At 1PM ET today Netflix is streaming its second annual Tudum event, where you can expect to hear news about and see trailers from its biggest franchises, including The Witcher and Bridgerton. I’ll be covering the event live alongside my colleague Charles Pulliam-Moore, and you can also watch along at the link below. There will be lots of expected names during the stream, but I have my fingers crossed for a new season of Hemlock Grove.

Andrew WebsterSep 24
Looking for something to do this weekend?

Why not hang out on the couch playing video games and watching TV. It’s a good time for it, with intriguing recent releases like Return to Monkey Island, Session: Skate Sim, and the Star Wars spinoff Andor. Or you could check out some of the new anime on Netflix, including Thermae Romae Novae (pictured below), which is my personal favorite time-traveling story about bathing.

A screenshot from the Netflix anime Thermae Romae Novae.
Thermae Romae Novae.
Image: Netflix
Tom WarrenSep 23
Has the Windows 11 2022 Update made your gaming PC stutter?

Nvidia GPU owners have been complaining of stuttering and poor frame rates with the latest Windows 11 update, but thankfully there’s a fix. Nvidia has identified an issue with its GeForce Experience overlay and the Windows 11 2022 Update (22H2). A fix is available in beta from Nvidia’s website.

External Link
If you’re using crash detection on the iPhone 14, invest in a really good phone mount.

Motorcycle owner Douglas Sonders has a cautionary tale in Jalopnik today about the iPhone 14’s new crash detection feature. He was riding his LiveWire One motorcycle down the West Side Highway at about 60 mph when he hit a bump, causing his iPhone 14 Pro Max to fly off its handlebar mount. Soon after, his girlfriend and parents received text messages that he had been in a horrible accident, causing several hours of panic. The phone even called the police, all because it fell off the handlebars. All thanks to crash detection.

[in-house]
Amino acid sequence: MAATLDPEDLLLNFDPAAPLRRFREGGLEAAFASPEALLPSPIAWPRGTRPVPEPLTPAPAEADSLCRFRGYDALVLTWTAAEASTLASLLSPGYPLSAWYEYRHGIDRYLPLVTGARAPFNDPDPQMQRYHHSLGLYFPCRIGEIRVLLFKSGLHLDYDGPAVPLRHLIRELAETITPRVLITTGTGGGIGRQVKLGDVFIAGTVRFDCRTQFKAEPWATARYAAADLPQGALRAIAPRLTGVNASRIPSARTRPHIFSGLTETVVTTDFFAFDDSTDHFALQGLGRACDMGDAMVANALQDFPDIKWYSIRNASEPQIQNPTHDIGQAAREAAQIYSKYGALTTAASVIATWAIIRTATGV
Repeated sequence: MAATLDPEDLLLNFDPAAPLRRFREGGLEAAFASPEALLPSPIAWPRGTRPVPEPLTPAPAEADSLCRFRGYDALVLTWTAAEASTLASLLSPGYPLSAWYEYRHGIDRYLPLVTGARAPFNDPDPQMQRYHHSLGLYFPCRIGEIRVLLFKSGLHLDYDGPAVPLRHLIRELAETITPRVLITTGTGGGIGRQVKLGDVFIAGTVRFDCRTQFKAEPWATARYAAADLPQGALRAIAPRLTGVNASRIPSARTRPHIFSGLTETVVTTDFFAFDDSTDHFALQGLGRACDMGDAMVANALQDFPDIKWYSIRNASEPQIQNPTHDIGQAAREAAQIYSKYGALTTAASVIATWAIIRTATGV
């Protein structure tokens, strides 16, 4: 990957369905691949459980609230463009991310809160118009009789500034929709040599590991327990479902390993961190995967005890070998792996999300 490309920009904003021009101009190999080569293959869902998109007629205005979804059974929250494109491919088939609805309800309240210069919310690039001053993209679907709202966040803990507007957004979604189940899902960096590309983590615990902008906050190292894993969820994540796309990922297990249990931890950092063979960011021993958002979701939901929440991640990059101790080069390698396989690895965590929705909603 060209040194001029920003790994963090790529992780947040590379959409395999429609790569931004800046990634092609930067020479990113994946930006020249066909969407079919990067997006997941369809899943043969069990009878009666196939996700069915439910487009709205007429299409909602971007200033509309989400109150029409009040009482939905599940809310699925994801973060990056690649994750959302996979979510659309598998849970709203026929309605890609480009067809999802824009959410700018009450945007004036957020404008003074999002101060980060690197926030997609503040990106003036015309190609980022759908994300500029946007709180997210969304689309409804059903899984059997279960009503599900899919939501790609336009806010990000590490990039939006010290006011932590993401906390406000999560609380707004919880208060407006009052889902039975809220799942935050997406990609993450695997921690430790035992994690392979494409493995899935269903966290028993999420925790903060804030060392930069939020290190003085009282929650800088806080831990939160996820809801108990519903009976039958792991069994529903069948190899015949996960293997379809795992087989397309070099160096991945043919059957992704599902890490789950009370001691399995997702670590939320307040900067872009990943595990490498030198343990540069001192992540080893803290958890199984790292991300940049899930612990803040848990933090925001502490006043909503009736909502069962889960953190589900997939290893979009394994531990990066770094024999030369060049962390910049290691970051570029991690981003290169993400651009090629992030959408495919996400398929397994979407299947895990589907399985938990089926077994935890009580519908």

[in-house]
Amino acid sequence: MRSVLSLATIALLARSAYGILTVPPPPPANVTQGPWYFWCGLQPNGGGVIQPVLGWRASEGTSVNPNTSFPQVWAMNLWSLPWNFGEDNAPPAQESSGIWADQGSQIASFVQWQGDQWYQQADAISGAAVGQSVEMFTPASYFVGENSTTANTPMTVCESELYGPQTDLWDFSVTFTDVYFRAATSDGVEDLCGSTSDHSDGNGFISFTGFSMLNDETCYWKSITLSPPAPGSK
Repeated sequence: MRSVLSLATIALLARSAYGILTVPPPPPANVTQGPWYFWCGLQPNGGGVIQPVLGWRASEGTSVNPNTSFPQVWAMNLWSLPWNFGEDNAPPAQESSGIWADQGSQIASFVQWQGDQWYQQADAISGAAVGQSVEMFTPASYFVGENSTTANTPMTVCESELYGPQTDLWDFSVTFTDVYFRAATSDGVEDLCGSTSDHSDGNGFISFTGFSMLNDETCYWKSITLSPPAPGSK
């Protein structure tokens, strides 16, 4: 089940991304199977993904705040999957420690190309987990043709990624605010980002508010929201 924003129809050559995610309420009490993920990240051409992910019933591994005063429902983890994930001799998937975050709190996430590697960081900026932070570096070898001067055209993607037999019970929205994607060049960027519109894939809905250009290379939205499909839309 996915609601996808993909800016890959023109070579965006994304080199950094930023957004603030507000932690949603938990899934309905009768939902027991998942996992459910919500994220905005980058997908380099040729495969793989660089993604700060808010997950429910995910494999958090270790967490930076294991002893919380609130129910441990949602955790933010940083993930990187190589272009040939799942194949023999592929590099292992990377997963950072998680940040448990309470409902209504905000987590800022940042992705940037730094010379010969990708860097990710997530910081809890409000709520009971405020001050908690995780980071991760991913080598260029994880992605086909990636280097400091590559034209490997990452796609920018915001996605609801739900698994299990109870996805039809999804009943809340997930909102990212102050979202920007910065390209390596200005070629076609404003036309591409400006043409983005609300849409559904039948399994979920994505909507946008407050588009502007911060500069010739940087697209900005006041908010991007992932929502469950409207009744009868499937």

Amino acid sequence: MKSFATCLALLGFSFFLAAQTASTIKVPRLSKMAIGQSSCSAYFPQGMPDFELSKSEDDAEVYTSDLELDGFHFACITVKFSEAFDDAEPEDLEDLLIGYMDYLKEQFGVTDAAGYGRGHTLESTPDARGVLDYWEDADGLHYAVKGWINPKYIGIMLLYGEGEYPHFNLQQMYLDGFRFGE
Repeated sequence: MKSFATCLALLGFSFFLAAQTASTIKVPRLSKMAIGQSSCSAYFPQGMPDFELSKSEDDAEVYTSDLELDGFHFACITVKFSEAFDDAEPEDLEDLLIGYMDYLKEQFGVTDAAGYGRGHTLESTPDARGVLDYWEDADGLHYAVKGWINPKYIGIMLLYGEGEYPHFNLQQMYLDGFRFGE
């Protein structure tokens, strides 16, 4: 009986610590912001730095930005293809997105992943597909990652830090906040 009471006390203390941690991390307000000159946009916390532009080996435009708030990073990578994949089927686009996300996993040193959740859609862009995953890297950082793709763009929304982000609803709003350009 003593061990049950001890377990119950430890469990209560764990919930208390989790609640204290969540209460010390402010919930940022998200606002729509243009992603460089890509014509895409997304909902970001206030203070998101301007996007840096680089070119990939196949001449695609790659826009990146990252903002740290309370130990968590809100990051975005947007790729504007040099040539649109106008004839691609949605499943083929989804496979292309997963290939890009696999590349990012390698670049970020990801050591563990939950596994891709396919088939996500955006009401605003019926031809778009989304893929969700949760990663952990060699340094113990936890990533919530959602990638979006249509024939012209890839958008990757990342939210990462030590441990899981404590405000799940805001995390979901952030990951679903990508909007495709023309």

Riding a motorcycle is very dangerous, and the last thing anyone needs is to think their loved one was in a horrible crash when they weren’t. This is obviously an edge case, but it makes me wonder what other sort of false positives we see as more phones adopt this technology.

External Link
Ford is running out of its own Blue Oval badges.

Running out of semiconductors is one thing, but running out of your own iconic nameplates is just downright brutal. The Wall Street Journal reports badge and nameplate shortages are impacting the automaker's popular F-series pickup lineup, delaying deliveries and causing general chaos.

Some executives are even proposing a 3D printing workaround, but they didn’t feel like the substitutes would clear the bar. All in all, it's been a dreadful summer of supply chain setbacks for Ford, leading the company to reorganize its org chart to bring some sort of relief.